Jamaica’s recent statistics on education have indicated that females now outperform males at all levels and in a wide range of disciplines, including some formerly dominated by males.[6] Women have been the majority among Jamaican students since 1974-75 across all three campuses of UWI. In 1974 women made up nearly 80% of students in the arts and education disciplines but less than 40% of students in law, medicine, and natural sciences.[6]

Research has also indicated an anti-academic male sex/gender identity. Parry wrote that “according to teachers, males are sexually rejected by their female peers”.[7]


  1. ^ a b c d e f g Barrow, Christine. (1998). "Caribbean Gender Ideologies: Introduction and Overview". In Christine Barrow (Ed.), Caribbean Portraits: essays on Gender Ideologies and Identities, pp.xi-xxxviii. Kingston, Jamaica: Ian Randle Publishers.
  2. ^ Downes, Aviston, D. (2004). "Boys of the Empire: Elite Education and the Construction of Hegemonic Masculinity in Barbados, 1875-1920". In Rhoda Reddock (Ed.), Interrogating Caribbean Masculinities: Theoretical and Empirical Analyses, pp.105-136. Kingston, Jamaica: University of the West Indies Press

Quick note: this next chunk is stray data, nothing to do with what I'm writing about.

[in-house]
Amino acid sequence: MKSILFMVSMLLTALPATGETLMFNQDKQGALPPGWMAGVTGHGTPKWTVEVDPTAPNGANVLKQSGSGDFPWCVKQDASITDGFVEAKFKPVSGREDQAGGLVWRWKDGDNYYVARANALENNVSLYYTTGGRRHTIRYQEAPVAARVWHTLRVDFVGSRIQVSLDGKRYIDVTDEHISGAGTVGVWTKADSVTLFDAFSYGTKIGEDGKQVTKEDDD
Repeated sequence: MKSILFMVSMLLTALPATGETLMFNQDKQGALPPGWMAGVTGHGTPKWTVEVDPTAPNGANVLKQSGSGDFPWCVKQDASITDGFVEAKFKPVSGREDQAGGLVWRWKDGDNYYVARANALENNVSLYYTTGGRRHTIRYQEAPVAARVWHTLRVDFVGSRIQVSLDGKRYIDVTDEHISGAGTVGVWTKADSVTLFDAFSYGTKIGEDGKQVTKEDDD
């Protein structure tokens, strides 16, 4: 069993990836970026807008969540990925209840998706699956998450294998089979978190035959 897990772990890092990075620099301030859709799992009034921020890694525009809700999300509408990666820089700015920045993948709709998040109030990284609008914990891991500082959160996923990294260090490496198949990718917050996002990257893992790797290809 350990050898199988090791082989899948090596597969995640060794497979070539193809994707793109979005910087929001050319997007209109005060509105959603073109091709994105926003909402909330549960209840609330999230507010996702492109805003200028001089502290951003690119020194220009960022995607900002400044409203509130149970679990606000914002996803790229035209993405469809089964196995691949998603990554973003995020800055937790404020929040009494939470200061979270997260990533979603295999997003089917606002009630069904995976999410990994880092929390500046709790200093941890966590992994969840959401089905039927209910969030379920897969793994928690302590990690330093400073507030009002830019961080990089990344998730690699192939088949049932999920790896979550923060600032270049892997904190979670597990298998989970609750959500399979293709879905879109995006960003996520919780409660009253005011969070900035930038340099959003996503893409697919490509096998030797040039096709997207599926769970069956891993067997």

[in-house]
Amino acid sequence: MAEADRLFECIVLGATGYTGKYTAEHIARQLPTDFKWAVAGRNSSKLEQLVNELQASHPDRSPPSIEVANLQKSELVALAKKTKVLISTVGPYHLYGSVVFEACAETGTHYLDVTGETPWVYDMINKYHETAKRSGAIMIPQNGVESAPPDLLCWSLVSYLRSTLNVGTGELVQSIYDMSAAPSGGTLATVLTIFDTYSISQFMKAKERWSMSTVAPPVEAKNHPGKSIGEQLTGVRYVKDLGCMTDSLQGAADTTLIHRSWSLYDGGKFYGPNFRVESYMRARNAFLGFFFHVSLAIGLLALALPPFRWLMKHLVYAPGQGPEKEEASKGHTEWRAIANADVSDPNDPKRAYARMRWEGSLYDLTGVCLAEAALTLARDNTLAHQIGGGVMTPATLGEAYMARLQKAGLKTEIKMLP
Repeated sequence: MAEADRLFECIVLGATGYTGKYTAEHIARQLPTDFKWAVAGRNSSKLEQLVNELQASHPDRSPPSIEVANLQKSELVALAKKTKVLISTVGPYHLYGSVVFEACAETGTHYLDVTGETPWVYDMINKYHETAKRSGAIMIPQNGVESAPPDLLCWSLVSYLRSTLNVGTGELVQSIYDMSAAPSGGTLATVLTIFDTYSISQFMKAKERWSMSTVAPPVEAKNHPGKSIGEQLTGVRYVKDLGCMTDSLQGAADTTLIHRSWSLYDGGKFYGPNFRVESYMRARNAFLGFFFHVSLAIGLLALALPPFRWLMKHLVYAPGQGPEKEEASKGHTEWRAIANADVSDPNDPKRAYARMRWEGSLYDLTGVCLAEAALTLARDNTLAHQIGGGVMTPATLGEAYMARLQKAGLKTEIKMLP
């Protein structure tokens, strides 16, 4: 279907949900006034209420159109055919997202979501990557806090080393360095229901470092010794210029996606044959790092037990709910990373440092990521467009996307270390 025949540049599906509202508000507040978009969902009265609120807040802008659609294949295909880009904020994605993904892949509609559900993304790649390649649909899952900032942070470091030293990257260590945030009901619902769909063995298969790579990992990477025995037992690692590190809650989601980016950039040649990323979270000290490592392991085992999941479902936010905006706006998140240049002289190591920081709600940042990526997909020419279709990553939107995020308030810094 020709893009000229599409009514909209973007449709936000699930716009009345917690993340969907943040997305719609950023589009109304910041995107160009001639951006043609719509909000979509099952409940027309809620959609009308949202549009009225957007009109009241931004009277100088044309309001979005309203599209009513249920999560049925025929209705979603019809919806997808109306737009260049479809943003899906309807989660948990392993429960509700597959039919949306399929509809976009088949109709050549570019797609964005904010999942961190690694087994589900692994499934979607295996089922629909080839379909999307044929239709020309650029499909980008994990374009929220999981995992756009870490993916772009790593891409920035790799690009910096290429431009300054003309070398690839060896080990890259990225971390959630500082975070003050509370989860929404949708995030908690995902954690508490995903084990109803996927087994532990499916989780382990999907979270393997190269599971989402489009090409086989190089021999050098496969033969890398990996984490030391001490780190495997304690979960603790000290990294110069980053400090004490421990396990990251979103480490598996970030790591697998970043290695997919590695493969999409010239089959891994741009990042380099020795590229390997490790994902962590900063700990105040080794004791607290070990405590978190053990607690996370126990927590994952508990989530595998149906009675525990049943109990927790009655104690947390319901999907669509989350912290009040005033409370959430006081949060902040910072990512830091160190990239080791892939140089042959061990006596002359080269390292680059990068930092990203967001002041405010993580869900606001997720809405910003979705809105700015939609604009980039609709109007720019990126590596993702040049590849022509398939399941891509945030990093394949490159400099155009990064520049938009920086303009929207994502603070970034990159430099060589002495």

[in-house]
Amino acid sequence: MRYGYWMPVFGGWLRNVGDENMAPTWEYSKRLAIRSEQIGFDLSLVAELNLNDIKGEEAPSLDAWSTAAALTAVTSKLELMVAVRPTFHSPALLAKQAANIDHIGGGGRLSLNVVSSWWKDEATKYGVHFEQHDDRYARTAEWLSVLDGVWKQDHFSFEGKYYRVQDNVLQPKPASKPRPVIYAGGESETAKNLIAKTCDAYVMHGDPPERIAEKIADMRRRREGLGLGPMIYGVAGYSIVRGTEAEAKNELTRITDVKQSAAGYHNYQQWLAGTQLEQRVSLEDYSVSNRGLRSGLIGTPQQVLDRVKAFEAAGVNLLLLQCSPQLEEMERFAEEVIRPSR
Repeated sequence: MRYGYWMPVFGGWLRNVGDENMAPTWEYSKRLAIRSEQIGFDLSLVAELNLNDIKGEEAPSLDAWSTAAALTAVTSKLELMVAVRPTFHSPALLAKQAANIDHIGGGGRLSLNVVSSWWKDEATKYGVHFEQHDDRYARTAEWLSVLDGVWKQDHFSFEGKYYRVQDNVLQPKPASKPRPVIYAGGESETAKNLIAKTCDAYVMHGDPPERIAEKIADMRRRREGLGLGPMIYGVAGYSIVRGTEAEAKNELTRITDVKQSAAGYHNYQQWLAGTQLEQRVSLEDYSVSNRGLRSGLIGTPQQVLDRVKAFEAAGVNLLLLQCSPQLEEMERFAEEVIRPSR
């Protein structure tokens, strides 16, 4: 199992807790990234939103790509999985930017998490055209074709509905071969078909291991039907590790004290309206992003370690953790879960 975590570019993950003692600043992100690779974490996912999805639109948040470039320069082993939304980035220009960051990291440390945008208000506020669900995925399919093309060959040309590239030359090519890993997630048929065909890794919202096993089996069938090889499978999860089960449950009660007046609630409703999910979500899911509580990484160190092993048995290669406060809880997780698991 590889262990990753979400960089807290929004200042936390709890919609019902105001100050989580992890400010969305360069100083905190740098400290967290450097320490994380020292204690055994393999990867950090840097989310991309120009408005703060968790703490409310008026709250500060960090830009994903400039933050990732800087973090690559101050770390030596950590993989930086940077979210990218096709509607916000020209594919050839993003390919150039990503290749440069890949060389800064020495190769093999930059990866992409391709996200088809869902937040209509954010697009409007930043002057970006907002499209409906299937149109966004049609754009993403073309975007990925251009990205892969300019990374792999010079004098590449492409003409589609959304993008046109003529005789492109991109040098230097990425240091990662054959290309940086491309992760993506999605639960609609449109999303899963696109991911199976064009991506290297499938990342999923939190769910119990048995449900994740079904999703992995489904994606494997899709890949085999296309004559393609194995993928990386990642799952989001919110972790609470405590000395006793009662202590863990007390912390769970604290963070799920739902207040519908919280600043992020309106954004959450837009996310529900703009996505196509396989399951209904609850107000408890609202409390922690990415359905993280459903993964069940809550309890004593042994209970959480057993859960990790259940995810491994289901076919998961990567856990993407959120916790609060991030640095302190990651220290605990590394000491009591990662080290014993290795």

3. ^ "Fathers Incorporated - Jamaica". The Communication Initiative Network. Retrieved 2007-12-15. 
  4. ^ "Fathers Incorporated - Jamaica". The Communication Initiative Network. Retrieved 2007-12-15. 
  5. ^ a b c d e Morrissey, Marietta. (1998). "Explaining the Caribbean Family: Gender Ideologies and Gender Relations". In Christine Barrow (Ed.), Caribbean Portraits: essays on Gender Ideologies and Identities, pp.78-90. Kingston, Jamaica: Ian Randle Publishers.
  6. ^ a b c d e f Figueroa, Mark. (2004). "Male Privileging and Male "Academic Underperformance" in Jamaica". In Rhonda Reddock (Ed.), Interrogating Caribbean Masculinities: Theoretical and Empirical Analyses, pp.137-166. Kingston, Jamaica: University of the West Indies Press.
  7. ^ a b c d e Parry, Odette. (2004). "Masculinities, Myths and Educational Underachievement: Jamaica, Barbados, and St. Vincent and the Grenadines". In Rhonda Reddock (Ed.), Interrogating Caribbean Masculinities: Theoretical and Empirical Analyses, pp.167-184. Kingston, Jamaica: University of the West Indies Press